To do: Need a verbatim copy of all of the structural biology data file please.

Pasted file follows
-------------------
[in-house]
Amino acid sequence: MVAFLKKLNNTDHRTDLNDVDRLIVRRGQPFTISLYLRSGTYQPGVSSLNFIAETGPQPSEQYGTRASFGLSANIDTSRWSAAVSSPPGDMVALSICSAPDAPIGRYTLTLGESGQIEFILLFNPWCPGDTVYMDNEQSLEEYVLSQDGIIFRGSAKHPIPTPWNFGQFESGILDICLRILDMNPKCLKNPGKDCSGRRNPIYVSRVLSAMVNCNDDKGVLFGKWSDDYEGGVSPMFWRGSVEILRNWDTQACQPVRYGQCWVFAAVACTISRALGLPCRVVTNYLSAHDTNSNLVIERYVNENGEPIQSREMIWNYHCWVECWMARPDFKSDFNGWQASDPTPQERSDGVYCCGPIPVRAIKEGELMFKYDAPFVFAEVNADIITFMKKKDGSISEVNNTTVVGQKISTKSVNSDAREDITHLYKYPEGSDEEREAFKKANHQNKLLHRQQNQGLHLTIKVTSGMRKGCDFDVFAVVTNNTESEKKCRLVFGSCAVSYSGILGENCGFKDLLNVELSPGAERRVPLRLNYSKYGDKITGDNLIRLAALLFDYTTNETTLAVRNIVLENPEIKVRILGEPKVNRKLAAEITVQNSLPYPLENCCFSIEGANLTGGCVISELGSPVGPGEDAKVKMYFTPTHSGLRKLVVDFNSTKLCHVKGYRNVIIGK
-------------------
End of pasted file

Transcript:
[in-house]
Amino acid sequence: MVAFLKKLNNTDHRTDLNDVDRLIVRRGQPFTISLYLRSGTYQPGVSSLNFIAETGPQPSEQYGTRASFGLSANIDTSRWSAAVSSPPGDMVALSICSAPDAPIGRYTLTLGESGQIEFILLFNPWCPGDTVYMDNEQSLEEYVLSQDGIIFRGSAKHPIPTPWNFGQFESGILDICLRILDMNPKCLKNPGKDCSGRRNPIYVSRVLSAMVNCNDDKGVLFGKWSDDYEGGVSPMFWRGSVEILRNWDTQACQPVRYGQCWVFAAVACTISRALGLPCRVVTNYLSAHDTNSNLVIERYVNENGEPIQSREMIWNYHCWVECWMARPDFKSDFNGWQASDPTPQERSDGVYCCGPIPVRAIKEGELMFKYDAPFVFAEVNADIITFMKKKDGSISEVNNTTVVGQKISTKSVNSDAREDITHLYKYPEGSDEEREAFKKANHQNKLLHRQQNQGLHLTIKVTSGMRKGCDFDVFAVVTNNTESEKKCRLVFGSCAVSYSGILGENCGFKDLLNVELSPGAERRVPLRLNYSKYGDKITGDNLIRLAALLFDYTTNETTLAVRNIVLENPEIKVRILGEPKVNRKLAAEITVQNSLPYPLENCCFSIEGANLTGGCVISELGSPVGPGEDAKVKMYFTPTHSGLRKLVVDFNSTKLCHVKGYRNVIIGK